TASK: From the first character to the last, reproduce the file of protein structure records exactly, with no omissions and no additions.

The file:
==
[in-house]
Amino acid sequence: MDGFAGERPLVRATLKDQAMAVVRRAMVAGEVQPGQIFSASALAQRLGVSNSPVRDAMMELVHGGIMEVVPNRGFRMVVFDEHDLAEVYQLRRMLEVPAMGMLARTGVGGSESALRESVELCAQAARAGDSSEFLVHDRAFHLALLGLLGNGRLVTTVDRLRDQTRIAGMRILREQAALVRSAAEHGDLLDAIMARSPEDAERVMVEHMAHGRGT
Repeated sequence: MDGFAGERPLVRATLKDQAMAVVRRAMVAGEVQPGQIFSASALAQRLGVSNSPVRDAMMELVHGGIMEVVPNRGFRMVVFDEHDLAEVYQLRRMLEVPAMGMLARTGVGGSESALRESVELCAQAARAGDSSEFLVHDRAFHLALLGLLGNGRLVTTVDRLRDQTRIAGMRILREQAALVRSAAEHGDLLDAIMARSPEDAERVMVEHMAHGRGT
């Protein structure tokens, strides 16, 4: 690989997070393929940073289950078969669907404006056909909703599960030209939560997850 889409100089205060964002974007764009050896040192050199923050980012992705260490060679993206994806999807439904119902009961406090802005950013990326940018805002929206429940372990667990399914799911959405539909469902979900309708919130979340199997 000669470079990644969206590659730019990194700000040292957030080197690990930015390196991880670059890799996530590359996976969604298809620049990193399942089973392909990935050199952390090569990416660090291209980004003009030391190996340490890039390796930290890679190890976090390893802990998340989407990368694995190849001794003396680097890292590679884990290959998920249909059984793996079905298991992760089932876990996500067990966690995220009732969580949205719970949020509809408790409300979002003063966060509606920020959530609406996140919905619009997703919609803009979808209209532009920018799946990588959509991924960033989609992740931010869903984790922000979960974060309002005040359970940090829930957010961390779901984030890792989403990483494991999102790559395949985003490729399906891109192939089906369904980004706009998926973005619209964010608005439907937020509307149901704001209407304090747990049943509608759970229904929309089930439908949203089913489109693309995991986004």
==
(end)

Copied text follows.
[in-house]
Amino acid sequence: MDGFAGERPLVRATLKDQAMAVVRRAMVAGEVQPGQIFSASALAQRLGVSNSPVRDAMMELVHGGIMEVVPNRGFRMVVFDEHDLAEVYQLRRMLEVPAMGMLARTGVGGSESALRESVELCAQAARAGDSSEFLVHDRAFHLALLGLLGNGRLVTTVDRLRDQTRIAGMRILREQAALVRSAAEHGDLLDAIMARSPEDAERVMVEHMAHGRGT
Repeated sequence: MDGFAGERPLVRATLKDQAMAVVRRAMVAGEVQPGQIFSASALAQRLGVSNSPVRDAMMELVHGGIMEVVPNRGFRMVVFDEHDLAEVYQLRRMLEVPAMGMLARTGVGGSESALRESVELCAQAARAGDSSEFLVHDRAFHLALLGLLGNGRLVTTVDRLRDQTRIAGMRILREQAALVRSAAEHGDLLDAIMARSPEDAERVMVEHMAHGRGT
């Protein structure tokens, strides 16, 4: 690989997070393929940073289950078969669907404006056909909703599960030209939560997850 889409100089205060964002974007764009050896040192050199923050980012992705260490060679993206994806999807439904119902009961406090802005950013990326940018805002929206429940372990667990399914799911959405539909469902979900309708919130979340199997 000669470079990644969206590659730019990194700000040292957030080197690990930015390196991880670059890799996530590359996976969604298809620049990193399942089973392909990935050199952390090569990416660090291209980004003009030391190996340490890039390796930290890679190890976090390893802990998340989407990368694995190849001794003396680097890292590679884990290959998920249909059984793996079905298991992760089932876990996500067990966690995220009732969580949205719970949020509809408790409300979002003063966060509606920020959530609406996140919905619009997703919609803009979808209209532009920018799946990588959509991924960033989609992740931010869903984790922000979960974060309002005040359970940090829930957010961390779901984030890792989403990483494991999102790559395949985003490729399906891109192939089906369904980004706009998926973005619209964010608005439907937020509307149901704001209407304090747990049943509608759970229904929309089930439908949203089913489109693309995991986004």